Brother Chris: I wanted to slap the crap out of him. Oh my GOD would you just stop being such a whipped wuss? She's your SISTER for crying out loud! I can understand, though, why he was so hung up on her because she constantly tormented him and turned him on. "Oh, the next thing I know I'm in Chris's arms and he's kissing me and I'm kissing him back! He slips his hand inside my night gown and I can feel his manliness press against me! I push him away screaming NO! NO! WE CAN'T DO THIS!" Then there are the times she climbs into bed with him and when he starts getting randy and begins to grope her she yells at him that that wasn't why she was there. THEN WHY THE HELL DID YOU CRAWL INTO BED WITH HIM?! And through all of this Paul knows what's going on between them and he THINKS IT'S PERFECTLY FINE! It's NOT! It is NOT fine to have sexual feelings for your SIBLING! Oh and the way he would sulk and be mad at her because she tried to push him away.
Carrie: I actually liked the very small part she had in the book. She was practically written out. I couldn't stand her in the first book and I even in the small parts she had in this one I couldn't stand her. I got tired of hearing about how small she was, how big her head was, how no one liked her and called her a freak (yeah, I get that kids can be cruel but I doubt she had NO friends). And I also find it hard to believe that she never grew. Like ever. Nor did she apparently ever gain any weight because if she did then her head wouldn't be so big. I hate to say it but I was actually happy when she died. Which, of course, Cathy blamed on their mother.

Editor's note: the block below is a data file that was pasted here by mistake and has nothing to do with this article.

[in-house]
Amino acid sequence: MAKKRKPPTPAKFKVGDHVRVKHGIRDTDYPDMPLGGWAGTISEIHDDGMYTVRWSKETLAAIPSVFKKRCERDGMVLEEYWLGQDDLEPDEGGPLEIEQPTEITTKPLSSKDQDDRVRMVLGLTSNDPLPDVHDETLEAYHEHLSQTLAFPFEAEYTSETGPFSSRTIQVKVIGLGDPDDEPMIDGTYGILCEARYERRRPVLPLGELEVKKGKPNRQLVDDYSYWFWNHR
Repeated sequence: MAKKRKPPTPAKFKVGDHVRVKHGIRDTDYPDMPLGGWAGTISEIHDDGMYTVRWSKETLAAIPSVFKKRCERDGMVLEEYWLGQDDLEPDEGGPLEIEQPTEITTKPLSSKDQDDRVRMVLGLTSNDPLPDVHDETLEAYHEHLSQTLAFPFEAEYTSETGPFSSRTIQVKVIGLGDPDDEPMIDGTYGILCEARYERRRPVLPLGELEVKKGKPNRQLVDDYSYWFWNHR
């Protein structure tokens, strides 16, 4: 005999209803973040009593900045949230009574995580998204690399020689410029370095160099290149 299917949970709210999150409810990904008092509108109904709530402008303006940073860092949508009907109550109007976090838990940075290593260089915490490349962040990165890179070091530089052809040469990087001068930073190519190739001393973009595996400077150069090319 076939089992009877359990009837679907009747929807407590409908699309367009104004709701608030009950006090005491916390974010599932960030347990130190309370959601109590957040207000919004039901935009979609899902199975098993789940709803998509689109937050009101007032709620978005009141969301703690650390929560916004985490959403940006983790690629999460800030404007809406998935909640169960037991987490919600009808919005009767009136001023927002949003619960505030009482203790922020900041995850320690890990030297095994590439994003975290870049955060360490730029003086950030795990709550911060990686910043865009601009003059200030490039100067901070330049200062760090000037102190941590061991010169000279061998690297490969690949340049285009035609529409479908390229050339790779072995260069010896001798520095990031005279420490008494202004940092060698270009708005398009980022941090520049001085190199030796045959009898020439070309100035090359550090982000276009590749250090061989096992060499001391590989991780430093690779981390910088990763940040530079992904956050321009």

In the end all of the men who loved her die (except Chris of course): Julian commits suicide after being in a horrible car accident where his parents basically told him he would never be able to dance again and that he should just kill himself because he's nothing unless he's dancing.
Paul dies of natural causes. Well, he did have like a hundred "massive heart attacks" but ended up dying peacefully in his chair on the porch.
Bart burns to death when Foxworth Hall burns down after Cathy goes there on Christmas dressed up as -- you guessed it -- her mother in the same outfit that she wore fifteen years before. She goes there to ruin her mother by telling everyone there about how they were locked in the attic and she killed Cory and then in a round about way Carrie too. And of course this is where Bart confesses his love to Cathy and basically says "Yeah, I'll leave your mother for you because you're way more sane than her!" So momma has a nervous break down, runs to the attic, starts a fire and kills her mother and her husband.
In the end Cathy is left with two fatherless children -- Bart's and Julian's -- and ends up living with her own brother as man and wife. Which of course Chris is tickled pink about it but Cathy is as always trying to make him believe that she doesn't love him 'in that way' as she teases him and flirts with him and you know they're sleeping in the same bed. <shudders>
I really don't think I will read the last two books in the series again. If I recall correctly (I downloaded a sample of "If There Be Thorns" ) it's basically just a boring book with Jory and Bart recounting their lives in a journal type manner and in the end Bart ends up being this crazy religious zealot who is a mirror image of what his great-grandfather Malcolm was. If it's half as awful as "Petals on the Wind" was then I'll be happy to save my $7.